The world of forensic restoration has taken a number of impressive steps forward in the last year. The release of the Guidelines for Professional Forensic Restoration by the Restoration Industry Association (RIA) in July of 2016 was the first consensus document directed at specialty restoration projects. The Forensic Guidelines lay out the proper approach to situations that range from crime and trauma scene clean-up to emptying hoarder homes and dealing with animal infestation. The Guidelines also cover how to address illicit drug labs, tear gas contamination, and situations where specific infectious agents need to be eliminated.
Although the Guidelines are straightforward and designed to be easy to use by the operators engaged in the work, they are guidelines--not a “recipe” for how to take a project most efficiently and safely from the initial call about the case to successful evaluation of the post-restoration tests. Fortunately the first Forensic Restoration “cookbook” has been completed and was offered as part of a forensic “cooking class” held in Dallas, Texas. The Certified Forensic Restoration OperatorsTM class is the only training that is currently based on the RIA Guidelines.
“The RIA Guidelines for forensic work are a huge leap forward for the industry”, noted Jeff Jones, who served as one of the editors of the document. “Even so, the guidelines are only the skeleton of basic information that a skilled forensic operator has to build on with training and experience” Jones stated at the start of a class in Dallas. “We are here because as helpful as reading it in a book is, practicing it with experienced forensic “drill sergeants” looking over your shoulder is what prepares a person to complete this work safely in the field.”
Jones added an important caution: “make no mistake, this is microbial warfare and some of the situations we are called to deal with can kill people”.
Jones was joined as a primary instructor by Michael Pinto, his co-editor of the RIA Guidelines. They also had the assistance of several experienced manufacturer’s representatives to offer specific details about cleaning chemicals/disinfectants and personal protective equipment (PPE). In order to begin the process of professionalizing the forensic restoration industry the instructors encouraged the students to attend the initial classroom portion of the training program in a sport coat and tie. Since most of days two and three of the class were dedicated to actually setting up a Risk Level 4 worksite (the most protective arrangement required by the Guidelines with a three stage transition zone that includes a wash station for outer PPE) and cleaning up decomposing animals, the students were wearing uniform shirts and jeans for those days.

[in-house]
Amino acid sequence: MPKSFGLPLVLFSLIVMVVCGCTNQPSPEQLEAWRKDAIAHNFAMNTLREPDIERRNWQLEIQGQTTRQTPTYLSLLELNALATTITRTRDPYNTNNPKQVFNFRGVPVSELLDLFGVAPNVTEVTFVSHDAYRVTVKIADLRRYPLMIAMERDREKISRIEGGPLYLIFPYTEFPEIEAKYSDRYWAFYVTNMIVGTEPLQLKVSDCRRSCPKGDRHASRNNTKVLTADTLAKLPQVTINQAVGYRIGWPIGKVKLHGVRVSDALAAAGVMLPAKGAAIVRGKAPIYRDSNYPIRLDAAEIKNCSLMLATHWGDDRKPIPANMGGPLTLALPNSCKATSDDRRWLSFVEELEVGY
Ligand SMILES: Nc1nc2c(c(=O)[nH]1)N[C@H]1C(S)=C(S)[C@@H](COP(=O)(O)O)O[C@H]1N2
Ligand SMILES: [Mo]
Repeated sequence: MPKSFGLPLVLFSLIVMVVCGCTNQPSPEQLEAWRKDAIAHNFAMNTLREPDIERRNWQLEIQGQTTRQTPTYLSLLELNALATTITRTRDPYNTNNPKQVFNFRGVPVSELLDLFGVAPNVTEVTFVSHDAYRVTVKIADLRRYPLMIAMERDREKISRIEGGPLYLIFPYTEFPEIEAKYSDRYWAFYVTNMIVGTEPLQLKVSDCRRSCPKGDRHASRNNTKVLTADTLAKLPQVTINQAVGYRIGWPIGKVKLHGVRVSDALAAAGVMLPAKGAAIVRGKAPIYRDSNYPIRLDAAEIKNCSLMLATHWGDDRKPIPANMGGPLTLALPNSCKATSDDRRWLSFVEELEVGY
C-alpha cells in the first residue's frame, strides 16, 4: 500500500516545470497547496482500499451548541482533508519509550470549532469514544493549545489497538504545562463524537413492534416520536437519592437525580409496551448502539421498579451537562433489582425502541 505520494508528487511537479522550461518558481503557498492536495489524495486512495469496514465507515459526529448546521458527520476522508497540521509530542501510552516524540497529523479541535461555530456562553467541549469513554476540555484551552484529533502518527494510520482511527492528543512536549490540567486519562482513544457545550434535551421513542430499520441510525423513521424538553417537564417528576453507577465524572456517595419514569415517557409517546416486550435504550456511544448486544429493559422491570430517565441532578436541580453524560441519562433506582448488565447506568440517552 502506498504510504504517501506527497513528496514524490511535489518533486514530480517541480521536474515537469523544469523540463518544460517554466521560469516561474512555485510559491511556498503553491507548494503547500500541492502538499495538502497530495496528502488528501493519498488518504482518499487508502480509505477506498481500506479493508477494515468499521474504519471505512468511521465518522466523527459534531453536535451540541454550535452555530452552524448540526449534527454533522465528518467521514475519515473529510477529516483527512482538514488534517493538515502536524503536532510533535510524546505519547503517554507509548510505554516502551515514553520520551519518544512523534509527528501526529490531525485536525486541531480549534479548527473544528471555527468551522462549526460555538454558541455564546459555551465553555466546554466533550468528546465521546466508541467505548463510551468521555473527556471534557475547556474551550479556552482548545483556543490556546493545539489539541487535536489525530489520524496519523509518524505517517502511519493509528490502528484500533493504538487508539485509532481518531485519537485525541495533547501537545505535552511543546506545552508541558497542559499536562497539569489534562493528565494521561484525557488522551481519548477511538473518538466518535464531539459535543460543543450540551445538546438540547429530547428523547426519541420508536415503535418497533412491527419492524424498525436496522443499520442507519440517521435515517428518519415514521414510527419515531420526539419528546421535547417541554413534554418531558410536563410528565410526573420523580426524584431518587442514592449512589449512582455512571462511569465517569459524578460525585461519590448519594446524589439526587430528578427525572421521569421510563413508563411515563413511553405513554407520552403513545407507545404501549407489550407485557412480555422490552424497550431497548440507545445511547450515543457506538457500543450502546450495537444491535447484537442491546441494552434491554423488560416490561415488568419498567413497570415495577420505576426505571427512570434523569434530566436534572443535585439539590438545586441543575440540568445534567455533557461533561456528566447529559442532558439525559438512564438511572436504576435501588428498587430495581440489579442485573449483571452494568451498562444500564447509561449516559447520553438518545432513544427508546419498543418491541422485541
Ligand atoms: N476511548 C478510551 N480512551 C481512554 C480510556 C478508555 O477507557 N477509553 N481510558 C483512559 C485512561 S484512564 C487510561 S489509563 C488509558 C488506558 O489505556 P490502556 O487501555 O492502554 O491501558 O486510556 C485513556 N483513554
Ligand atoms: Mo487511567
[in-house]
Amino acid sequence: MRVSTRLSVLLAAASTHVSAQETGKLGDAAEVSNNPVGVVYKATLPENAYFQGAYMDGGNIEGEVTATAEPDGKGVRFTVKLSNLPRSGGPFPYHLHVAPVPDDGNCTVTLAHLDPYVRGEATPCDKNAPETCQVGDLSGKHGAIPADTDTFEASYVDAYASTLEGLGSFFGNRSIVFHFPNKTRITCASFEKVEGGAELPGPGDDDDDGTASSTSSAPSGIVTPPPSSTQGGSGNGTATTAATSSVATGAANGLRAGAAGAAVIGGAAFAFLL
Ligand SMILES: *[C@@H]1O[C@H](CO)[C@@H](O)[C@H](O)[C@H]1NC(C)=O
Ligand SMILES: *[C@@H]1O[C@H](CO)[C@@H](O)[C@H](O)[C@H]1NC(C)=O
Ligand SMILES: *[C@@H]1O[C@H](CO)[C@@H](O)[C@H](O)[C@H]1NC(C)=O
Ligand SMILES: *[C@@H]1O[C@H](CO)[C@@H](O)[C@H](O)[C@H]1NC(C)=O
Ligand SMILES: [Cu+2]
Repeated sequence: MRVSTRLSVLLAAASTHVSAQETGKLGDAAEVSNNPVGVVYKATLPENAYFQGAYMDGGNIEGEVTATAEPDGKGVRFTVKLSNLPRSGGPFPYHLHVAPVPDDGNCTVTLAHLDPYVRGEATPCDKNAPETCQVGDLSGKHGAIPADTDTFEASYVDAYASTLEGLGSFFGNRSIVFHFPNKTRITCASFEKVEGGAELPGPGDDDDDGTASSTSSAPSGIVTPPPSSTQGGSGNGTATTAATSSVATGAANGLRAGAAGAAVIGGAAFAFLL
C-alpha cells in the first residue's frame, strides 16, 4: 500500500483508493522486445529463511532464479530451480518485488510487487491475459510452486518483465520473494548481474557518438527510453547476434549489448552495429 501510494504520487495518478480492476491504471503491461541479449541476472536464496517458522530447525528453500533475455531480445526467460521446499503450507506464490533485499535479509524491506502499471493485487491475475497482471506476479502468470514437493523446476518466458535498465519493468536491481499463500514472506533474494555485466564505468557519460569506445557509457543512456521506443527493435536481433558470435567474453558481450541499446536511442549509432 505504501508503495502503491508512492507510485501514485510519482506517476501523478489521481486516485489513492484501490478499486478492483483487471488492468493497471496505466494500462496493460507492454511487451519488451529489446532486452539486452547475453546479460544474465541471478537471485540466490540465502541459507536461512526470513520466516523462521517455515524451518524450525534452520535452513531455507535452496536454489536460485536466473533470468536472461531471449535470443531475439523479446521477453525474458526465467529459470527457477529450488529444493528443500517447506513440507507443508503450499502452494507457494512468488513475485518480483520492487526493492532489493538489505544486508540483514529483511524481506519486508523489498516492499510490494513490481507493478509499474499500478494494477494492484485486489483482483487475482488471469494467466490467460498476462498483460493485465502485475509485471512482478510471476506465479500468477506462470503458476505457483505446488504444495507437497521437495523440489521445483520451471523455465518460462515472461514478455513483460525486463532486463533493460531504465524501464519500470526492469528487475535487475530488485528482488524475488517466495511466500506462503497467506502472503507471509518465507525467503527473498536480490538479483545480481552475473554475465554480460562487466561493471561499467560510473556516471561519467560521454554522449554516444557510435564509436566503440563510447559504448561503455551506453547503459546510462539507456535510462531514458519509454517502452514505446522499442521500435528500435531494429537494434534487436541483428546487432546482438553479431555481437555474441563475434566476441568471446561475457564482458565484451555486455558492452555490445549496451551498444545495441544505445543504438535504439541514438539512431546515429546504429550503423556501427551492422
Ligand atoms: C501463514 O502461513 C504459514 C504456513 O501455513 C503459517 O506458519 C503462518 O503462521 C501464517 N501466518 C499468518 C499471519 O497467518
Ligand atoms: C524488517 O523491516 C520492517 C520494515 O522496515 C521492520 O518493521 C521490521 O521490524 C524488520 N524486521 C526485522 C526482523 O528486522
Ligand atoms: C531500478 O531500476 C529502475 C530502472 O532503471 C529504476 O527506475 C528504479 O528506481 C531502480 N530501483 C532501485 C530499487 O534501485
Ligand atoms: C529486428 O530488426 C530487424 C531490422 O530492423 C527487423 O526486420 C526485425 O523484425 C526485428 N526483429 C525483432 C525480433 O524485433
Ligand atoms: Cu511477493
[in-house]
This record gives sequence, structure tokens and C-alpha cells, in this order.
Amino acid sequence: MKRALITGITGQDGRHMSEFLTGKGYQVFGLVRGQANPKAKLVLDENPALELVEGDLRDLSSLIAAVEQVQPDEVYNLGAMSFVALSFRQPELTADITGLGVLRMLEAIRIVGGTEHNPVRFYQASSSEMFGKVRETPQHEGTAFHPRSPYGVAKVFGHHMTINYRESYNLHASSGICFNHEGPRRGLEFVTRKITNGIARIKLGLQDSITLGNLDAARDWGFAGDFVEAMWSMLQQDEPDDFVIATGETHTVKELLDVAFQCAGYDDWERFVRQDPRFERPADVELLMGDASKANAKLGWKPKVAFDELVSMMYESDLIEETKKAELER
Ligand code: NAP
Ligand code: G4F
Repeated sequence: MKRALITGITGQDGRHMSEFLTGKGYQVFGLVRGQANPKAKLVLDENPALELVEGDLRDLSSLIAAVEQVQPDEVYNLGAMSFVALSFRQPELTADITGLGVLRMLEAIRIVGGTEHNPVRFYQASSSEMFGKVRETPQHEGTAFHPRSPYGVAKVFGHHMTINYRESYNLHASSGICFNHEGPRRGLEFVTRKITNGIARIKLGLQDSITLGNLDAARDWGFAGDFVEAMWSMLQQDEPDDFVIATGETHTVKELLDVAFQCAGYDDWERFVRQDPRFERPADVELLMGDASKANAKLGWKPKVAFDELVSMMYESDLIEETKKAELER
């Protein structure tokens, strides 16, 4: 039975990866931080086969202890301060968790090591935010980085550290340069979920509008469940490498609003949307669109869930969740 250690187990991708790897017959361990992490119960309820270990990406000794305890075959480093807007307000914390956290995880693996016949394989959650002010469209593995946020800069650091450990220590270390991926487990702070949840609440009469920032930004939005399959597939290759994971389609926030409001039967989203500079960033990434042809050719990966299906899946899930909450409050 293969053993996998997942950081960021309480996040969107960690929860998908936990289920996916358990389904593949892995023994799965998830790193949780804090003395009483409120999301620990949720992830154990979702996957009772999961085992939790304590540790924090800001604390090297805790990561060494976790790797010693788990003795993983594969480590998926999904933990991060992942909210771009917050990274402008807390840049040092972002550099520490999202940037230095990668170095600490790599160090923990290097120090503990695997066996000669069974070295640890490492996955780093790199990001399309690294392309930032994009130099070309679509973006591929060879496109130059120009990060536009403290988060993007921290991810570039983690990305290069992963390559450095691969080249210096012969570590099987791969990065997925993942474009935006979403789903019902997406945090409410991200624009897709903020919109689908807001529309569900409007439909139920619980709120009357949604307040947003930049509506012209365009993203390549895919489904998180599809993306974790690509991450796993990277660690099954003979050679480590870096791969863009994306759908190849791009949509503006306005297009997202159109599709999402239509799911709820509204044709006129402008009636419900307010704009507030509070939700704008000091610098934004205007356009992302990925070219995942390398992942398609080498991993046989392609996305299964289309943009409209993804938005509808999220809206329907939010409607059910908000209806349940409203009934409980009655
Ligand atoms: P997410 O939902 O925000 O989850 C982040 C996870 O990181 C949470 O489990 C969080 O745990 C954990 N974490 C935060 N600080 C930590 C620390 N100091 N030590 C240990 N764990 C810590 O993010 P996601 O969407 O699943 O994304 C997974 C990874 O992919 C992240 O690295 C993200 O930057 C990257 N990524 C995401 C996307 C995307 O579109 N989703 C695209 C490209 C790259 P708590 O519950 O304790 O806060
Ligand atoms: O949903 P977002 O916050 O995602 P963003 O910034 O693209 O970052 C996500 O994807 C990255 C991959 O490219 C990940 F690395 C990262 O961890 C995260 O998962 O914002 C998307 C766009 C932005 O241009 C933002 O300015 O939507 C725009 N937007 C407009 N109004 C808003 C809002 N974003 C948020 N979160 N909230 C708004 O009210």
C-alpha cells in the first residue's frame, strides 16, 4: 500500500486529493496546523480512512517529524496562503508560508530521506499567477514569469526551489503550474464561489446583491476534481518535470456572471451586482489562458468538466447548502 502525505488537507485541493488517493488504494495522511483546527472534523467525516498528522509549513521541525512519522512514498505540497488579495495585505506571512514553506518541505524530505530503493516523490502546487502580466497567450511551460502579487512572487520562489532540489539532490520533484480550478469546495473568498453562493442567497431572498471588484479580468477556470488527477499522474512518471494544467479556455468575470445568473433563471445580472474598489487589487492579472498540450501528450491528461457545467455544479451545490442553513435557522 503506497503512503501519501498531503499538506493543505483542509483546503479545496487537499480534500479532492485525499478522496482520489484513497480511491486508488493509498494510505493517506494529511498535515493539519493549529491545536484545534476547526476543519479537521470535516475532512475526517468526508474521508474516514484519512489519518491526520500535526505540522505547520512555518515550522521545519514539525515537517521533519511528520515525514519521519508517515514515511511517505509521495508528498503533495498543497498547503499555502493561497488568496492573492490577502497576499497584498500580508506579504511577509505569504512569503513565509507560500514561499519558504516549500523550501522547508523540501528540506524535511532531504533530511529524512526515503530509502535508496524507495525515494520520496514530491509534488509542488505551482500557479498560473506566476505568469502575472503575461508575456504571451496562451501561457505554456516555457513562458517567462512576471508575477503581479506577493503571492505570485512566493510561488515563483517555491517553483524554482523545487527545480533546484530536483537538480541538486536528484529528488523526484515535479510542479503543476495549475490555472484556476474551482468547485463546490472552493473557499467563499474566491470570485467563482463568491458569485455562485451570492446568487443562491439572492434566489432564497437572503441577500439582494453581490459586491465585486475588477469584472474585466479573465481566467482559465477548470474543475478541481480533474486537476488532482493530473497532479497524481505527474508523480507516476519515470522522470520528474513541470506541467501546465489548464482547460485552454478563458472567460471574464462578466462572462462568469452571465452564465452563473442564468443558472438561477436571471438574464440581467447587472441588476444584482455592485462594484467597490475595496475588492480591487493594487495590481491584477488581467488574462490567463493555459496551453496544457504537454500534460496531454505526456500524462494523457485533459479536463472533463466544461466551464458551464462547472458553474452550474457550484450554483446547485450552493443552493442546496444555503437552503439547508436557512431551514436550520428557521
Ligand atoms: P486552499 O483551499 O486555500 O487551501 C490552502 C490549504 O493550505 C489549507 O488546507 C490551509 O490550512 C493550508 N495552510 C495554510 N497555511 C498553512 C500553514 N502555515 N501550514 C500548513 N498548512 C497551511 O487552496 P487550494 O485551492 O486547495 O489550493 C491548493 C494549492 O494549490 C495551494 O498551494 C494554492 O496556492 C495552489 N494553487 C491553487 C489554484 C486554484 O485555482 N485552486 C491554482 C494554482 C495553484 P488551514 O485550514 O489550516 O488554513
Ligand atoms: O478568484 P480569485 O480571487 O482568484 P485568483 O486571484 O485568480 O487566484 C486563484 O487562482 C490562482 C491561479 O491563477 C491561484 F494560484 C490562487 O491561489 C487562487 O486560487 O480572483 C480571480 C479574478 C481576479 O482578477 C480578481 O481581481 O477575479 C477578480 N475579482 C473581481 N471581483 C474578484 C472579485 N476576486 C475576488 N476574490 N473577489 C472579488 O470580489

In order to ensure that the students moving through this rigorous training experience have real credentials, the training providers work closely with the specialty trade association for forensic activities known as BioPTO. Having an independent group review the curriculum and offering the certificates was another important step to improving the professionalism of the industry.
With Jones’ extensive military background, it is no surprise that the Certified Forensic Operator’sTM class was very structured. This allowed for the transmission of an immense amount of information while still having a focus on the actual “doing” rather than just “knowing”. The results were clear to the students, particularly those who have previous training in this field.
“The Certified Forensic Operators Course is by far head and shoulders above all of the other courses I have attended”, exclaimed Ben Steen, a field supervisor at Bio-Sheen Services LLC in Oklahoma City. “The difference was not only in the nuts and bolts of the industry but, how the instructors presented the information so that even a beginner can understand the concepts of what will be expected of them.”
The positive comments regarding the content of the class was offered by both individuals with extensive training and experience and those that were looking to add forensic restoration as a new part of their business. Rob Reynolds of Stanley Restoration noted that their organization had been thinking about moving into the forensic restoration field, but wanted to make sure that they would be able to provide those services at the same high level as their existing restoration activities. As an active member of the RIA, Rob was aware of the Guidelines and attended the Forensic Restoration conference held last October in St. Louis. It was then that he decided to search for forensic restoration training that was centered on the Guidelines.
“The way that the RIA put that document together made me realize that only training that matched that would meet our requirements for forensic restoration excellence,” Reynolds said.
Currently, other classes are being confirmed with interested contractors and sponsoring organizations around the country. One that is already in place will occur in August in Melbourne, Australia.
“These guidelines were developed for a global industry”, stated Jeff Jones proudly. “We are committed to making sure that the same quality of training is available around the world.”